Professor and Director
Plant Molecular and Cellular Biology
Howard Hughes Medical Institute Investigator
Howard H. and Maryam R. Newman Chair in Plant Biology
Plant science is needed more today than ever before to help meet the demands of a rapidly growing human population and the disruptions of climate change. The global population recently topped 7 billion and is expected to reach 12 billion by the end of the century. More people means greater demand for food, feed, fiber and fuel, placing tremendous strains on ecosystems around the world. This growing demand, combined with extreme drought and temperature fluctuations, has resulted in widespread environmental damage, economic hardship and malnutrition. It is estimated that one in seven people currently do not have enough to eat, and complications from malnutrition are the greatest killer of children under five.
Joanne Chory has spent more than 25 years using Arabidopsis thaliana, a small flowering mustard plant, as a model for plant growth. She has pioneered the use of molecular genetics to study how plants respond to their environment and has made major discoveries surrounding how plants sense light and make growth hormones. The basis of Chory’s approach involves mutating Arabidopsis genes and then observing the effects on a plant—does it grow faster or taller? Does it stop sending new shoots out in the direction of the sun? Does it need less water? In this way, her team has been able to describe the function of multiple pathways that control plant growth.
Chory and her team run a vertically integrated program, using genetics, genomics, cell biology, x-ray crystallography, biochemistry and ecological approaches. This has allowed them to determine one of the most complex signaling networks that control growth and development in response to environmental change.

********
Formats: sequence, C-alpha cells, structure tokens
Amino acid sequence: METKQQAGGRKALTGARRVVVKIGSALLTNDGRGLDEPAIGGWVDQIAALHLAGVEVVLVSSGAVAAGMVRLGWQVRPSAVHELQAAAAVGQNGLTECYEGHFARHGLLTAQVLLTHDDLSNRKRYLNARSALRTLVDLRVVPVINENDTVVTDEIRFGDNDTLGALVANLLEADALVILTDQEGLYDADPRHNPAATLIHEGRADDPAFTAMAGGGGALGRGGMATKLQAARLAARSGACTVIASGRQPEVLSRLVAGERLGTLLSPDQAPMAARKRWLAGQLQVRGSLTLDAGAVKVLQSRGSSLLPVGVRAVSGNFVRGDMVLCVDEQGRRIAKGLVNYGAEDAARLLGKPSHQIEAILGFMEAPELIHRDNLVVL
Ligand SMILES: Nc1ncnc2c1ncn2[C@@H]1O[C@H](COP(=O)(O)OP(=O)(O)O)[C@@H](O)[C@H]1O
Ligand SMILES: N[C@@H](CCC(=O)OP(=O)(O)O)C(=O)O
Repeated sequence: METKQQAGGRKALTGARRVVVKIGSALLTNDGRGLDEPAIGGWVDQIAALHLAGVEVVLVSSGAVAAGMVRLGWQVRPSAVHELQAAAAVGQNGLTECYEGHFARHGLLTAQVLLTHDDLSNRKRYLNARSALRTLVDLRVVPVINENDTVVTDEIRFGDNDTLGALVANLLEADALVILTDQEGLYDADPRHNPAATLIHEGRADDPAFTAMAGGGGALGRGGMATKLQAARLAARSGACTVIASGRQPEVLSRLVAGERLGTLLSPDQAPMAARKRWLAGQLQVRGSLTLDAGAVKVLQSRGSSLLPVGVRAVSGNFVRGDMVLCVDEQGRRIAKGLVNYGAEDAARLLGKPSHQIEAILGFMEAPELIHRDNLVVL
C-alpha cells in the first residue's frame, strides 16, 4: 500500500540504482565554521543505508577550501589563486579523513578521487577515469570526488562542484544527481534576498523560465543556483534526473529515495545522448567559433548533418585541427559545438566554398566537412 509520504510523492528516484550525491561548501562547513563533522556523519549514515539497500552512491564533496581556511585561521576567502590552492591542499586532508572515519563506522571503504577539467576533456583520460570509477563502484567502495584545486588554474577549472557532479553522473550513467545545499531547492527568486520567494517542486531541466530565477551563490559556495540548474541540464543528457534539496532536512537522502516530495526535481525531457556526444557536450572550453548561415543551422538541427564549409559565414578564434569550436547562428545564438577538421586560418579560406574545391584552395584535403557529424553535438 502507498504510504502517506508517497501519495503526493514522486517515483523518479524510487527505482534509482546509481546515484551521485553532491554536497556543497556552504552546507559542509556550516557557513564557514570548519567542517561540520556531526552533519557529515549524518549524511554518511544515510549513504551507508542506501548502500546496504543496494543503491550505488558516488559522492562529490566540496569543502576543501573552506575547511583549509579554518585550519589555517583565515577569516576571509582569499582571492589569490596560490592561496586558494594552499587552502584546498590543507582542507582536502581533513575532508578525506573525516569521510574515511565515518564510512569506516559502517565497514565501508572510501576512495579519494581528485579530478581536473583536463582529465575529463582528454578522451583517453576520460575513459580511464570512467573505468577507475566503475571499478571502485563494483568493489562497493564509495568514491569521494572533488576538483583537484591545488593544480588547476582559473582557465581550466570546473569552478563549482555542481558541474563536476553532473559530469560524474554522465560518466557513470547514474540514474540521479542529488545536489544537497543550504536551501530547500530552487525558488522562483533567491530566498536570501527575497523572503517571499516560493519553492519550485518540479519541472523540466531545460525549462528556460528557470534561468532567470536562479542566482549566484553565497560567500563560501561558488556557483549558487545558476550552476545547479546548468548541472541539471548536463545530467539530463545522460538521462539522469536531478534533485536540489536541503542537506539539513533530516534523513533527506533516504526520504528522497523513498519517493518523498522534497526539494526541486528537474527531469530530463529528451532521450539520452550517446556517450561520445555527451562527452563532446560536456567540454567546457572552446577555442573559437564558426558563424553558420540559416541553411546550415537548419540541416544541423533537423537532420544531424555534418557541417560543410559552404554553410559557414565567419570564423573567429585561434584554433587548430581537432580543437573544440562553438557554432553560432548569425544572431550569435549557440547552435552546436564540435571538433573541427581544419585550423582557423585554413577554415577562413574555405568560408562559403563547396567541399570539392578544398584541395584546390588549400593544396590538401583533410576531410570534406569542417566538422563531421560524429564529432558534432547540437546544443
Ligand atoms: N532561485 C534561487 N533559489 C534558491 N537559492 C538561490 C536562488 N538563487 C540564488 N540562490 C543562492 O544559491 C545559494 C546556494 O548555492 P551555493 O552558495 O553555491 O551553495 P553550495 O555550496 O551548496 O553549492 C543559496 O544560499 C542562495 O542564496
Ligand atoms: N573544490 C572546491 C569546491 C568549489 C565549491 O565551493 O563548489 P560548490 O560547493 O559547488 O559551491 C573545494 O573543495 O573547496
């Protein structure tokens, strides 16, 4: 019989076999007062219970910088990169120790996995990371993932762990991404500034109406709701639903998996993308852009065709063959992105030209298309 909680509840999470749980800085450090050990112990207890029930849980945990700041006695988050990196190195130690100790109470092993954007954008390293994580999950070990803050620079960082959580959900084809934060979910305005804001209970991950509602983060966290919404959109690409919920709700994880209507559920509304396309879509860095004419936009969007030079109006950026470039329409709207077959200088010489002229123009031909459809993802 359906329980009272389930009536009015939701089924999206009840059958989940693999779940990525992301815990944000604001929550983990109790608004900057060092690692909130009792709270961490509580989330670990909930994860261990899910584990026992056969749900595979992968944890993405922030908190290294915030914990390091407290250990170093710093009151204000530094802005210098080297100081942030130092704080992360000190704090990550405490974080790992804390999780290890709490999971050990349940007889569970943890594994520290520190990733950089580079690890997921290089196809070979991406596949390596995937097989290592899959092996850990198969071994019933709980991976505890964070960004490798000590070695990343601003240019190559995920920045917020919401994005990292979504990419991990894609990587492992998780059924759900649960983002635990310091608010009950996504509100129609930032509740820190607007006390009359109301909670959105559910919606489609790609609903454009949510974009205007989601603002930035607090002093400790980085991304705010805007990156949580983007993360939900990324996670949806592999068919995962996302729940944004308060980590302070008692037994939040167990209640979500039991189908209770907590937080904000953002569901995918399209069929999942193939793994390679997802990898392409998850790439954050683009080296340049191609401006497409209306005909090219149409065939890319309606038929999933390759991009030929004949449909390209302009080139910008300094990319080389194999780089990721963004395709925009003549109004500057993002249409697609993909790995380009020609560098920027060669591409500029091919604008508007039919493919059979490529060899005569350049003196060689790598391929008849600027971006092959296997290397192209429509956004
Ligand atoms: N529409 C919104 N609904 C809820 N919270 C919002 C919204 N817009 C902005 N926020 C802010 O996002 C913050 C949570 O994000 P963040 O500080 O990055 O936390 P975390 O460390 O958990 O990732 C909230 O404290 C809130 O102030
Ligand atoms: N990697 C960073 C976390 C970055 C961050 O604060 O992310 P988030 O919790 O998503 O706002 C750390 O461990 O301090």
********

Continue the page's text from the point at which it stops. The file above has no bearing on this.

Chory and her colleagues discovered that plants make and respond to a steroid hormone to control their final size. In a tour de force genetic study, researchers mapped the entire plant hormone signaling system, defining a new paradigm for steroid perception that is distinct from humans.
Her team found that greater than 90 percent of the approximately 30,000 Arabidopsis genes have a peak of expression at a particular time of day, and moreover, the timing changes with the seasons. Farmers, working with scientists, should be able to use this information to predict the consequences of global climate change on agricultural yield.
They determined the mechanism by which a shaded plant can outgrow its neighbor. Since dense planting by farmers leads to a major loss of yield, knowledge of this pathway is already being put to good use.
AB, Biology, Oberlin College, Ohio
PhD, Microbiology, University of Illinois
Postdoctoral Fellow, Harvard Medical School